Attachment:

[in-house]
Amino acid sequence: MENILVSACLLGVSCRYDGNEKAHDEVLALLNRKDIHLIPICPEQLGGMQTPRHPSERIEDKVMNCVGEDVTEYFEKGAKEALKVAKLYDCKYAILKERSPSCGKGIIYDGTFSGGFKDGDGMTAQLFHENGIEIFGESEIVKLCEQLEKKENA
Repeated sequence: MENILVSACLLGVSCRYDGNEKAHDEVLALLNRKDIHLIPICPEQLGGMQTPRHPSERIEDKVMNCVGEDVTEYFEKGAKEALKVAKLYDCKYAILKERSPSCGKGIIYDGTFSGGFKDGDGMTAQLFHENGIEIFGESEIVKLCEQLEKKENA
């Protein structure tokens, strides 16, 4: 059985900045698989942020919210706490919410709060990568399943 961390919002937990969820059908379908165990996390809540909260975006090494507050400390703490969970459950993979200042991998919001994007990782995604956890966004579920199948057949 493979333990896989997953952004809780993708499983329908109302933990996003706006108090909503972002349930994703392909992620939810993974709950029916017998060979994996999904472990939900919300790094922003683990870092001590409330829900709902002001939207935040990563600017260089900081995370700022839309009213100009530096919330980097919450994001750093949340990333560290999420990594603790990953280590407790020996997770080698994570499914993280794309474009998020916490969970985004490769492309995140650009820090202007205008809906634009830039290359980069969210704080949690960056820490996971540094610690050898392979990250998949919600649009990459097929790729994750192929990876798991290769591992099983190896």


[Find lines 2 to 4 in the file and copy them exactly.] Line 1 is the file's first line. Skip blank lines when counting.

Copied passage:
Amino acid sequence: MENILVSACLLGVSCRYDGNEKAHDEVLALLNRKDIHLIPICPEQLGGMQTPRHPSERIEDKVMNCVGEDVTEYFEKGAKEALKVAKLYDCKYAILKERSPSCGKGIIYDGTFSGGFKDGDGMTAQLFHENGIEIFGESEIVKLCEQLEKKENA
Repeated sequence: MENILVSACLLGVSCRYDGNEKAHDEVLALLNRKDIHLIPICPEQLGGMQTPRHPSERIEDKVMNCVGEDVTEYFEKGAKEALKVAKLYDCKYAILKERSPSCGKGIIYDGTFSGGFKDGDGMTAQLFHENGIEIFGESEIVKLCEQLEKKENA
């Protein structure tokens, strides 16, 4: 059985900045698989942020919210706490919410709060990568399943 961390919002937990969820059908379908165990996390809540909260975006090494507050400390703490969970459950993979200042991998919001994007990782995604956890966004579920199948057949 493979333990896989997953952004809780993708499983329908109302933990996003706006108090909503972002349930994703392909992620939810993974709950029916017998060979994996999904472990939900919300790094922003683990870092001590409330829900709902002001939207935040990563600017260089900081995370700022839309009213100009530096919330980097919450994001750093949340990333560290999420990594603790990953280590407790020996997770080698994570499914993280794309474009998020916490969970985004490769492309995140650009820090202007205008809906634009830039290359980069969210704080949690960056820490996971540094610690050898392979990250998949919600649009990459097929790729994750192929990876798991290769591992099983190896």